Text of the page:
But our nature is more complex than simply human – we all possess a spirit nature as well, regardless of how underdeveloped that nature may be.
Our spirit nature is at ninety degrees to our human nature. For example there is absolutely no competition in our spirit nature. We have not been told about this. Very often we transfer our human nature to compete into our spiritual endeavours – we consider spiritual growth as a competition and try to mark our progress against each other.
Every human being is born with human nature – it is impossible to avoid it, and also every human being is born with a spirit nature but we generally avoid it completely because we are not taught about it.
Life from age two is totally devoted to understanding and growing our human nature and completely ignores our spirit nature. Most adults have no awareness of their spirit nature and so it is never develops or matures.
My human nature as a man is to compete. As a competitor I can never experience peace – my human nature is incapable of allowing me any peace at all because I am constantly comparing myself to others, constantly moving to overcome or defend, there is no escape.
I have worked hard to suppress my competitive nature – God gave me a big strong body and I look to the world like a strong man who wants to compete and indeed I do.My attempts at spiritual growth have taken me at right angles to my human nature and have taught me not to compete, and I try hard to not compete with anyone, especially men.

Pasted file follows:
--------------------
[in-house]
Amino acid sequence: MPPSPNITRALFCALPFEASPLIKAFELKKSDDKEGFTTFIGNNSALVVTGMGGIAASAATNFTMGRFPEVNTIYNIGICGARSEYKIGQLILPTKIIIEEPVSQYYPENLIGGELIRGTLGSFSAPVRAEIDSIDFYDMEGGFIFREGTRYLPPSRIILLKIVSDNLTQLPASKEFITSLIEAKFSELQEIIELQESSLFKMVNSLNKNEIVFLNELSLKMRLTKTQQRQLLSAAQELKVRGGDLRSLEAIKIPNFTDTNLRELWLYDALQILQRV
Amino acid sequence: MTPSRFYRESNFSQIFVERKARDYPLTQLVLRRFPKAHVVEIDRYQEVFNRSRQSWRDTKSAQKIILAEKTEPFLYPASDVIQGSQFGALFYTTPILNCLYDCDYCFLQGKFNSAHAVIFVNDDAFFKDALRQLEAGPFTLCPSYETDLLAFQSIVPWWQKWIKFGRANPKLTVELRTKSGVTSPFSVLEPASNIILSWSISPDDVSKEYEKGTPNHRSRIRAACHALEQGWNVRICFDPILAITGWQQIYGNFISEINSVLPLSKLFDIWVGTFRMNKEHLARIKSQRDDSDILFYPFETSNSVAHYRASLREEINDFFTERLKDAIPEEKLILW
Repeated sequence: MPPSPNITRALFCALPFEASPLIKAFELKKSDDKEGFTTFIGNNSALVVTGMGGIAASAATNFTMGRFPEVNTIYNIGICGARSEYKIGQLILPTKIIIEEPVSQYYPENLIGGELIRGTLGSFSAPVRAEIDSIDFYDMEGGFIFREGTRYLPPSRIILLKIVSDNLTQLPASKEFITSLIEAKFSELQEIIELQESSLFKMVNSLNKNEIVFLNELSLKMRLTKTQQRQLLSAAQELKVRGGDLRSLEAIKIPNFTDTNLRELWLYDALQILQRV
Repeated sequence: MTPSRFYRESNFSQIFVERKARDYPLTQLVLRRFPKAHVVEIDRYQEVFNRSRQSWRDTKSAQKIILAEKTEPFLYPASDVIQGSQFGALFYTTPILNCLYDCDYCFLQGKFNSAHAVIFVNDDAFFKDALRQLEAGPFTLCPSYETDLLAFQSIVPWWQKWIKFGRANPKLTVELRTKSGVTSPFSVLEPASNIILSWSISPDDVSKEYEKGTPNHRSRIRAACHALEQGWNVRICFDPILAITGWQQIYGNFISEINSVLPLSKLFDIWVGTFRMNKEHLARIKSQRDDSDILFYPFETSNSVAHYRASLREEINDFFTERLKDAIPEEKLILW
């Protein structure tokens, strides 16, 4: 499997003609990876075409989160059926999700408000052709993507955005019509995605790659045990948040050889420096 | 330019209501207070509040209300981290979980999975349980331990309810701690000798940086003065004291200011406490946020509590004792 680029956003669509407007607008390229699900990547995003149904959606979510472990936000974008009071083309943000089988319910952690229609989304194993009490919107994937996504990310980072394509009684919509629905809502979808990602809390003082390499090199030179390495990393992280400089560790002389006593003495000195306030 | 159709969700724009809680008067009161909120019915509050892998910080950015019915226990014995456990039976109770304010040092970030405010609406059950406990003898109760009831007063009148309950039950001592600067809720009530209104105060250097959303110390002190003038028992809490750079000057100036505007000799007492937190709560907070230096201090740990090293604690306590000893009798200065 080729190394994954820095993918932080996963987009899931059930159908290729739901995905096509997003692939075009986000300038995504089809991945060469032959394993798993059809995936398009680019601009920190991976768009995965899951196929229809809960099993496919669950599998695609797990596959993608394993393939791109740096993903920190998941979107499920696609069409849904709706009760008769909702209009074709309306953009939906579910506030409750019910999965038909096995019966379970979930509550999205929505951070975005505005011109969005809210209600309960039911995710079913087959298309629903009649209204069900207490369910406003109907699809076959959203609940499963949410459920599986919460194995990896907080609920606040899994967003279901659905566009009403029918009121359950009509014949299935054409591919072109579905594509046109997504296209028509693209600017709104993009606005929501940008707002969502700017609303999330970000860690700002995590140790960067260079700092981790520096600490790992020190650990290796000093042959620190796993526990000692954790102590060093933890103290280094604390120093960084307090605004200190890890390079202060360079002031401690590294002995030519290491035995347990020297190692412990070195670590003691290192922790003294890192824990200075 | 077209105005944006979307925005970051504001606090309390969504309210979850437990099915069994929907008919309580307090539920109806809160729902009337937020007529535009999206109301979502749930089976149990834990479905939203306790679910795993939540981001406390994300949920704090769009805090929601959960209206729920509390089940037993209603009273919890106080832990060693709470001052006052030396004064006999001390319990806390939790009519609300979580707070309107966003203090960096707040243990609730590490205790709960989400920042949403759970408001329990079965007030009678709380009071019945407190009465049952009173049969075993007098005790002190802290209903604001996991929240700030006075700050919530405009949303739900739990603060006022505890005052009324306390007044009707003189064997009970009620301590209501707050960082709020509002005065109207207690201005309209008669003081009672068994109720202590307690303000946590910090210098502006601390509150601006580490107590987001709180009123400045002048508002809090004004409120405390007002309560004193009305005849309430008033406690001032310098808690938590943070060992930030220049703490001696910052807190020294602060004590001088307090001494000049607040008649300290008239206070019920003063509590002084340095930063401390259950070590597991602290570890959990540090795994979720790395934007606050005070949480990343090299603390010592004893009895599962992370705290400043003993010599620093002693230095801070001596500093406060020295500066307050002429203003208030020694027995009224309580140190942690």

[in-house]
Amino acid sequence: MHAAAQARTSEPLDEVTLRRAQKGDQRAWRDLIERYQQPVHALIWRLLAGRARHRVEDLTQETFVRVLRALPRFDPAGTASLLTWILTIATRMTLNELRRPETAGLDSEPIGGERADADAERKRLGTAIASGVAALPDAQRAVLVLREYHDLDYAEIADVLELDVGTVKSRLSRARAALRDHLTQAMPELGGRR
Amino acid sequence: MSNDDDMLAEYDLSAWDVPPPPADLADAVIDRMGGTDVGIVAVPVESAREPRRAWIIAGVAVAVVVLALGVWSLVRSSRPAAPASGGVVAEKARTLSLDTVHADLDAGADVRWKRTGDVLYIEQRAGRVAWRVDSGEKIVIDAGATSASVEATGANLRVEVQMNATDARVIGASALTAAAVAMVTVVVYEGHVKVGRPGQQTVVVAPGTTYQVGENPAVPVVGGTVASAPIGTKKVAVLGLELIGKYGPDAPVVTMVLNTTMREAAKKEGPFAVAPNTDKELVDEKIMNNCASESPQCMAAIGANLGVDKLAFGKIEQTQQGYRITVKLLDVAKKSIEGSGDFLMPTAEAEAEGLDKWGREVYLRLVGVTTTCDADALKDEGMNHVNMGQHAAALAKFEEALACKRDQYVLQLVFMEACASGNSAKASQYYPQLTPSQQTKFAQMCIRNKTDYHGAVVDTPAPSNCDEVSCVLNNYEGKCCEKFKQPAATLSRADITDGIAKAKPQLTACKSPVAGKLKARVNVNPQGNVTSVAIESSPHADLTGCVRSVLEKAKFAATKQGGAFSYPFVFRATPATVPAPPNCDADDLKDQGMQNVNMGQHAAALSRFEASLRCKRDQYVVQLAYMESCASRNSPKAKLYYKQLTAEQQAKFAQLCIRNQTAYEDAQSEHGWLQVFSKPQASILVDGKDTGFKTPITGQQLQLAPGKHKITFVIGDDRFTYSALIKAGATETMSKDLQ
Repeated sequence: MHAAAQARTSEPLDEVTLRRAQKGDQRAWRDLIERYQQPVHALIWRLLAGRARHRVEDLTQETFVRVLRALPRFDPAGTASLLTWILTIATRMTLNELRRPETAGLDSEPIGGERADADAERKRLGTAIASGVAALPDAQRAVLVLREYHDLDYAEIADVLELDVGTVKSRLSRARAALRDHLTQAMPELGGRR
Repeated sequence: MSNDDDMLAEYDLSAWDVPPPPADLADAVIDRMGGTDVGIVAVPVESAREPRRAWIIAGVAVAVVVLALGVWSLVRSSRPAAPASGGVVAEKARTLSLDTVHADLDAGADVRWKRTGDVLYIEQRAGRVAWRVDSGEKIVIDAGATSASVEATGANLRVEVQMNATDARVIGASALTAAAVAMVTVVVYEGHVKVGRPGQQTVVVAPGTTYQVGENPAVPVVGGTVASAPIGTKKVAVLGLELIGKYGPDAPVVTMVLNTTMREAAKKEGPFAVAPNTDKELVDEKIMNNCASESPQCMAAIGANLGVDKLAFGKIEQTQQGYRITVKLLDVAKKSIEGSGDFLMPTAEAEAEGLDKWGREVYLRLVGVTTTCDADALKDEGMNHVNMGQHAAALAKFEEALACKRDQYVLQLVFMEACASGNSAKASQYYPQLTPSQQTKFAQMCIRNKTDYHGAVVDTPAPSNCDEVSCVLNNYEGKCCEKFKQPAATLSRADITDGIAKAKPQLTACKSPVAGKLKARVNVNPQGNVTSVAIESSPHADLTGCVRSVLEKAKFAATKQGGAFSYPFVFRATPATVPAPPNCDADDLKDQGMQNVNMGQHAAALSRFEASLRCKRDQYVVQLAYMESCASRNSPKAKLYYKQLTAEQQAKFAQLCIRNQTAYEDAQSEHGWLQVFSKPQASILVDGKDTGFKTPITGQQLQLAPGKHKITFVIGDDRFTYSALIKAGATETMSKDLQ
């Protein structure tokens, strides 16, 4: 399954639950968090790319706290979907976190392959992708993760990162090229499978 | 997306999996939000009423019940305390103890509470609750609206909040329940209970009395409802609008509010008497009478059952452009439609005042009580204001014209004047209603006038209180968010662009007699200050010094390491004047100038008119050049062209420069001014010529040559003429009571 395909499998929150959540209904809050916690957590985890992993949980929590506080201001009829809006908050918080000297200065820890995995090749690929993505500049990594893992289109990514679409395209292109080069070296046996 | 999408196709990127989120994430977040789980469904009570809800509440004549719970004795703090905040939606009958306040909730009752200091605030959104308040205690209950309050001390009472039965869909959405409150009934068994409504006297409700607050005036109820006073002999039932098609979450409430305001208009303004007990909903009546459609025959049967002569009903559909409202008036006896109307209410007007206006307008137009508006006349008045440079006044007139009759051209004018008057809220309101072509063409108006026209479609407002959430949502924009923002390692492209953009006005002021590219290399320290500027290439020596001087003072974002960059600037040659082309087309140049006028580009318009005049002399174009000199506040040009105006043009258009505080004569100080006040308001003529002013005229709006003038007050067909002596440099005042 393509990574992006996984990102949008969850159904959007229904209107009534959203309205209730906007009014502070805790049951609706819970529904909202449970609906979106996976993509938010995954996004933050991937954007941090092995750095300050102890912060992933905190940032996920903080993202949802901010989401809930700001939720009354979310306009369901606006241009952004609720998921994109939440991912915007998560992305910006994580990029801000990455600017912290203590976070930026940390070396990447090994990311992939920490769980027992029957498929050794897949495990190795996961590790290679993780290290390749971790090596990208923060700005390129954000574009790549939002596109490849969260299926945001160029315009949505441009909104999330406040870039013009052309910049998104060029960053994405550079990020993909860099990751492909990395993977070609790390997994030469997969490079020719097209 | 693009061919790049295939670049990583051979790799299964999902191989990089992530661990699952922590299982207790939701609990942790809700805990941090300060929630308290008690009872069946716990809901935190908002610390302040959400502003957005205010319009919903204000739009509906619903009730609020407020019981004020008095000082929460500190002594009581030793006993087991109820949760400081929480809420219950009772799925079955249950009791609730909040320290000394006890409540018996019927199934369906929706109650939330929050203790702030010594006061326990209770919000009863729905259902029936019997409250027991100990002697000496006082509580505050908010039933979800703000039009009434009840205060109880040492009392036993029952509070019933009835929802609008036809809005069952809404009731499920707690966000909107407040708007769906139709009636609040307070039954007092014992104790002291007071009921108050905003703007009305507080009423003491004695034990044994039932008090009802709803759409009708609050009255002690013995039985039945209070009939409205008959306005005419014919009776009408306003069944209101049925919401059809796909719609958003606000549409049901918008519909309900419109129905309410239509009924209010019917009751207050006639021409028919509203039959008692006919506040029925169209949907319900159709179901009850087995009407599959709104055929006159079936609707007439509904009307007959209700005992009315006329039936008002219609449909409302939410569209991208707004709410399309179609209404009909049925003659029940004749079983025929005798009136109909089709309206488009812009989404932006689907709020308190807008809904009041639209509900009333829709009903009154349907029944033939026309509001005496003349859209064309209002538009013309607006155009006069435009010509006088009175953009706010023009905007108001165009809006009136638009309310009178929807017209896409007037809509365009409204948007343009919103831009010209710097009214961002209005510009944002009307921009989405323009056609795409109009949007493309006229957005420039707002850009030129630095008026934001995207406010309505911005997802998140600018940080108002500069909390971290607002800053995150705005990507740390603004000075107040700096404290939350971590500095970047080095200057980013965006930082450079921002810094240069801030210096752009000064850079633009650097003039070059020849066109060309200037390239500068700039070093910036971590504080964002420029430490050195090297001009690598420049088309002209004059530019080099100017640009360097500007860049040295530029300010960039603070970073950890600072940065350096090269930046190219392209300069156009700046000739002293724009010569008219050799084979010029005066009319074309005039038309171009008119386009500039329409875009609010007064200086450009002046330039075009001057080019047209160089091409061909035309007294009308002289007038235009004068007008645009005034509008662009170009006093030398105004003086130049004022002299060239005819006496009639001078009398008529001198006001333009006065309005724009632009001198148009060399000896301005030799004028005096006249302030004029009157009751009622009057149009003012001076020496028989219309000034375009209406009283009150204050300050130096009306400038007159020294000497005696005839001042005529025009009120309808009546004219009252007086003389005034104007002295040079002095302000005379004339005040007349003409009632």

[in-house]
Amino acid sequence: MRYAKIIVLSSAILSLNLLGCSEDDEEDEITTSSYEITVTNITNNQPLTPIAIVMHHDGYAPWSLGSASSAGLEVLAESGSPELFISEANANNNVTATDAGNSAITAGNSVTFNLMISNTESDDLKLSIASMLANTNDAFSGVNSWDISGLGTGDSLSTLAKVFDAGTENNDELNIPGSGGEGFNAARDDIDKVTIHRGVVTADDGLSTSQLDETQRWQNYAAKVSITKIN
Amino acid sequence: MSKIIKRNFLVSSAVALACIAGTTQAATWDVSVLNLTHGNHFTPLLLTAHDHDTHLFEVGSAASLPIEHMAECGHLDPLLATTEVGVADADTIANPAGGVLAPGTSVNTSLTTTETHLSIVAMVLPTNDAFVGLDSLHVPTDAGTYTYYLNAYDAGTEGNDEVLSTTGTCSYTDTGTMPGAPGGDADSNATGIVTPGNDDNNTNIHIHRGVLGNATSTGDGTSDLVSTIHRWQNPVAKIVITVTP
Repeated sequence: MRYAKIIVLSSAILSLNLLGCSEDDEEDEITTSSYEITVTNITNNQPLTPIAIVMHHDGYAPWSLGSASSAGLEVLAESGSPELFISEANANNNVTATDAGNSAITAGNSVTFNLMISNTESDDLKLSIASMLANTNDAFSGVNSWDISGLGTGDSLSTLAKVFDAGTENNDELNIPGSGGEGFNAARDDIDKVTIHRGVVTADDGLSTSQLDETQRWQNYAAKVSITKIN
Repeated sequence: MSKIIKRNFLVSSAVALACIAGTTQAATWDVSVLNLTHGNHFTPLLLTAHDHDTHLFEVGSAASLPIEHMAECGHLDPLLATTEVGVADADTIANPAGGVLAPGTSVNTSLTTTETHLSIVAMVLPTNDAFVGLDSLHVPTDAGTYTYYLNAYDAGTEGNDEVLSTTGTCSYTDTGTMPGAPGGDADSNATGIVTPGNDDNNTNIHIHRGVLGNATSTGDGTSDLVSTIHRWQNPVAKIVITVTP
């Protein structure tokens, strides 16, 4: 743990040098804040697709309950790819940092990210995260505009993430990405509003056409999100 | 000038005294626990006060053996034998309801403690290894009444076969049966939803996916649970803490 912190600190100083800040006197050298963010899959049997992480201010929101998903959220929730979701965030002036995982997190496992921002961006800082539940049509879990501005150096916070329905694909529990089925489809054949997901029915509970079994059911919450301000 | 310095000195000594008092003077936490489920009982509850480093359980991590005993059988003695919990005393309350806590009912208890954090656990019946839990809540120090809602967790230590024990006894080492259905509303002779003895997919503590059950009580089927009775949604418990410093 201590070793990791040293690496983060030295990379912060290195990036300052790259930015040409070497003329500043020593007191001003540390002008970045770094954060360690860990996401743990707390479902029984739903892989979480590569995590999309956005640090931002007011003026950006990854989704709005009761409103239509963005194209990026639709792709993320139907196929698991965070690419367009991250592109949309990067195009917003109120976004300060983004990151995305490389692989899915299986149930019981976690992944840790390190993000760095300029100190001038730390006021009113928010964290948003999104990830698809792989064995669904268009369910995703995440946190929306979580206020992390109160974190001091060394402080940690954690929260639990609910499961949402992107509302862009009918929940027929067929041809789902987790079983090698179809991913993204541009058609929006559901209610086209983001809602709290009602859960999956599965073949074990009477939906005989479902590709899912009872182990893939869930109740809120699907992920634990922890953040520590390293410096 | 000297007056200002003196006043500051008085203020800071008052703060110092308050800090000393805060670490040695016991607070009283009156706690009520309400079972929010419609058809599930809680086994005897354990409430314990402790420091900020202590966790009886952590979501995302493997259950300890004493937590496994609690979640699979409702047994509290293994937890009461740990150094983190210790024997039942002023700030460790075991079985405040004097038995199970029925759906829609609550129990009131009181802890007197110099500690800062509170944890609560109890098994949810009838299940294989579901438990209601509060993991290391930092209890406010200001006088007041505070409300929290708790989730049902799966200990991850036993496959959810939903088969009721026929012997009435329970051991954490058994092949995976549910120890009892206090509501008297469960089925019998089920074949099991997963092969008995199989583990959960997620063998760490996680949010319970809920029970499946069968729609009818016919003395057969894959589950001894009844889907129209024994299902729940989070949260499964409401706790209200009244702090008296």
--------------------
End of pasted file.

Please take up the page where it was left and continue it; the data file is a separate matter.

Recently I was with a (male) friend from years ago who hadn’t seen me for five years, and my attempts to be neutral were, I now understand, read by him as signals of superiority: I was trying hard not to compete with him with stories of personal success, family success, my children’s success but he read my passivity as arrogance. I apologise. My passivity caused him to escalate his competitiveness – every time he hit a winner I didn’t acknowledge it, like all men are supposed to do. Worse, I didn’t strike back. I am like so many (men) who are trying to become spiritually mature. Maybe we forget that our newfound lack of competition is completely misunderstood by other (men)? Speaking for myself I know that many of my male friends reading this – consider me to be a bit strange. I am now hoping to give you an explanation for my strangeness – I don’t compete with you because I want to honour you instead. I have no desire to better you.
The Pharisees and Sadducees said that Jesus was Baptising more people than John. His response? He got up and left.
Jesus did not compete. He did not try to correct their wrong information (it was not Jesus who baptised but his disciples). He simply left.
I apologise to my (male) friends whom I have left rather than compete with. I am trying my hardest to learn my spiritual nature and I find myself increasingly at odds with my human nature. I find my lips are less square.
May Peace be with you,
Click here for the rhino pictures sent by Michael.